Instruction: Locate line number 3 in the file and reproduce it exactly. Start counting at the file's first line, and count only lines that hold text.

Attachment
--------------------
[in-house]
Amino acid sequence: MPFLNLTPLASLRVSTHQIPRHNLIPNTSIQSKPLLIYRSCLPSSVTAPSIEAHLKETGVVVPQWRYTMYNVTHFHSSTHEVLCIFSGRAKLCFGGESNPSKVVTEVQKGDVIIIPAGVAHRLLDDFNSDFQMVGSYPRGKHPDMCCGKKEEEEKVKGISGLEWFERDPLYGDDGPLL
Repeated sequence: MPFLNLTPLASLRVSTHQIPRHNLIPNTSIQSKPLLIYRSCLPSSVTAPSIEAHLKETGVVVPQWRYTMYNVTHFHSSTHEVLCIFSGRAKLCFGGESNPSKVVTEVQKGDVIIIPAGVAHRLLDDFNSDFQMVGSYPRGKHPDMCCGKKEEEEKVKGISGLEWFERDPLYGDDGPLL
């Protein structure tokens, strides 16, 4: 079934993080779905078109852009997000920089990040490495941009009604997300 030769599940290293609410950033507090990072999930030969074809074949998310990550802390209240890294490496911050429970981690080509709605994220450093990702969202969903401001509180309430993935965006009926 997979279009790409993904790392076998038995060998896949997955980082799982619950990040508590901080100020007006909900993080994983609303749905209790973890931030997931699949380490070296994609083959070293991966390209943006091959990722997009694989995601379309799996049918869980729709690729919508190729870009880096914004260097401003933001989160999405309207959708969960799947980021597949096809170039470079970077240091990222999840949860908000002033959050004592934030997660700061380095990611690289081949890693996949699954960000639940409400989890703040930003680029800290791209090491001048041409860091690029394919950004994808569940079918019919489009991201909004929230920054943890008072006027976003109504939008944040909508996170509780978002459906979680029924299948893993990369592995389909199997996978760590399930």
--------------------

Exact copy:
Repeated sequence: MPFLNLTPLASLRVSTHQIPRHNLIPNTSIQSKPLLIYRSCLPSSVTAPSIEAHLKETGVVVPQWRYTMYNVTHFHSSTHEVLCIFSGRAKLCFGGESNPSKVVTEVQKGDVIIIPAGVAHRLLDDFNSDFQMVGSYPRGKHPDMCCGKKEEEEKVKGISGLEWFERDPLYGDDGPLL